NDs Face Issues with Social Media and Texting
on Monday, July 23, 2018
Many naturopathic doctors are using social media and texting to communicate with patients and to market their practices.
But what innocuous information might be misconstrued? What snap judgments could be made about your practice and/or personal life?
In this digital age, social media use is extremely common. As such, many naturopaths are using social media to market their business. And patients may be checking social media to learn more about you.
If you decide to participate in social media, create and maintain separate practice and personal pages. It is also important to maintain adequate privacy settings, so patients don’t gain access to your personal information.
If you receive a social media friend request from a current patient, it may be a good idea to develop a standard response. For example, tell patients that you make it your policy not to friend current or former patients on social networking sites out of respect for the doctor/patient relationship and to safeguard patient confidentiality.
It may also be advisable to develop a social media policy for your practice. This policy could be incorporated into your new patient packet. That way patients will be aware of the policy upfront and not offended by not being “friended” on social media.
When participating in closed groups, such as “e-corridor” consults (e.g., groups limited to NDs who are enrolled by a moderator), remember that nothing is really “closed.” What you post can be captured in a screenshot and shared. Moreover, de-identify any patients by not listing their names or other identifying information. Use a standard that is HIPAA compliant.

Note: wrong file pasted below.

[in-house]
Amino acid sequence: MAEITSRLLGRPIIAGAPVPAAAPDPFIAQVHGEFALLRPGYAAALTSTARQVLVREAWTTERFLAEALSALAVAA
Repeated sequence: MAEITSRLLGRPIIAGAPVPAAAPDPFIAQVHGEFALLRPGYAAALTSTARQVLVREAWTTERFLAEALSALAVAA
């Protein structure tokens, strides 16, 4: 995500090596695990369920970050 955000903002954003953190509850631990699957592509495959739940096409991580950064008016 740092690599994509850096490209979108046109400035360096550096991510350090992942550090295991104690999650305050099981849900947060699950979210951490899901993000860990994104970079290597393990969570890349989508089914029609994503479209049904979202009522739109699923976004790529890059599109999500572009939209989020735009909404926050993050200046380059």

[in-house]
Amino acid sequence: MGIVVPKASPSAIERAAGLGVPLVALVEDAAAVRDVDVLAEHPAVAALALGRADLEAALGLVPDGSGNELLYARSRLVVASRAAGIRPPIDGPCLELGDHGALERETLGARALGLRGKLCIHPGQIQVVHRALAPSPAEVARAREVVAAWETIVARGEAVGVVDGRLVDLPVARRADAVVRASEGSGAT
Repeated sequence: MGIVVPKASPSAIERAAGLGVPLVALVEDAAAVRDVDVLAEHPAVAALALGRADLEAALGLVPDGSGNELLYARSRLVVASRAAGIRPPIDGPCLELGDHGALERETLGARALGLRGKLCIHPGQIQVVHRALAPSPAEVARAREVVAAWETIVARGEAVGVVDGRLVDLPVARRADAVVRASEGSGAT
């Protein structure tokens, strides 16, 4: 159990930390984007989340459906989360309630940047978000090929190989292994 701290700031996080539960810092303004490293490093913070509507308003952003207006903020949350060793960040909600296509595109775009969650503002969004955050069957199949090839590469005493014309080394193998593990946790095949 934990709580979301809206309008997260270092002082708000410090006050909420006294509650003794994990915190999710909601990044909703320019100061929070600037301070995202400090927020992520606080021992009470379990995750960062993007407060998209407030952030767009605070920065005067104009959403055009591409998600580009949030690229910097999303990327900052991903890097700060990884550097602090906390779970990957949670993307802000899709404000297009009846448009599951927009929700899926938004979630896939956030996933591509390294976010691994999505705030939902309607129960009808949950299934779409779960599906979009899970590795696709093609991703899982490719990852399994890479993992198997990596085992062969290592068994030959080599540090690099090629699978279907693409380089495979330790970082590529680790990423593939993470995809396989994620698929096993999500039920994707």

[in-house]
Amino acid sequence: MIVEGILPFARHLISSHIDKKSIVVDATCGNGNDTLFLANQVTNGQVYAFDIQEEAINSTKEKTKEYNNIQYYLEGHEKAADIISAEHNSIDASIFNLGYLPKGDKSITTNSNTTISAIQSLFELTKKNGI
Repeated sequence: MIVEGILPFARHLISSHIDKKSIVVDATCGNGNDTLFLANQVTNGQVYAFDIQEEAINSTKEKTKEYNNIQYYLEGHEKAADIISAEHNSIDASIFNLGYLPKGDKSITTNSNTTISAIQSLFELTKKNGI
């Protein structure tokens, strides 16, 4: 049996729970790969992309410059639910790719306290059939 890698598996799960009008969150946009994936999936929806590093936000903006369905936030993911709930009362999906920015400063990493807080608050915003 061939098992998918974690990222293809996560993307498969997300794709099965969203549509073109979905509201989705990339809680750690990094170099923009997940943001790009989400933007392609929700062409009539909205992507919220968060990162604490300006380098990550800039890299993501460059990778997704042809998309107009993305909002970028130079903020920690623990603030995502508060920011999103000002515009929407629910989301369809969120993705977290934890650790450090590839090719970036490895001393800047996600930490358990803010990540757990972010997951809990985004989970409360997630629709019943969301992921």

Social Media Tips
- Maintain separate practice and personal social media profiles
- Maintain adequate privacy settings on your personal profile to avoid unwanted access to your personal information
- Do not initiate or accept “friend” requests from patients
- If you interact with patients via your practice’s social media profile, maintain the utmost professionalism and maintain patient confidentiality
- Staff should be skilled in monitoring the social media sites for inappropriate commentary
Texting is inherently casual, and messages can quickly become inappropriate. Even if the patient initiates the questionable conversation, you, as the doctor, must maintain appropriate boundaries.
Additionally, unless there are unusual circumstances, you should avoid providing treatment recommendations or possible diagnoses to patients via text messaging. Patients should instead be encouraged to make an appointment or go to the ER for an emergency.
You must also consider how text messages might be used in the future and out of context. For instance, if you are friendly with a patient who experiences a complication and, in the moment, you joke about treating them again, it might seem funny. Nevertheless, this comment could be perceived in a negative light later on.
Text communication with patients can also cause privacy/HIPAA violations. NDs must follow appropriate security protocols for the storage and transfer of patient information.
Nearly everyone has inadvertently sent a text message to an unintended recipient, which can be embarrassing. However, in the context of the provision of healthcare, it can have much more serious consequences. If a doctor unintentionally communicates patient identifying information to someone other than the patient, it could be a privacy violation. Secure text messaging applications are available for substantive patient care conversations.
Text message communication with patients can also create recordkeeping issues. Patient interactions are supposed to be part of the chart and, in some states, they could be deemed to include text messages. If you are not uniform in which messages you keep and which you delete, it could also give rise to an argument that certain messages were intentionally deleted.
It is wiser to use the email function of your Electronic Health Records platform with patients. Even then, keep conversations brief and redirect patients back to live interactions.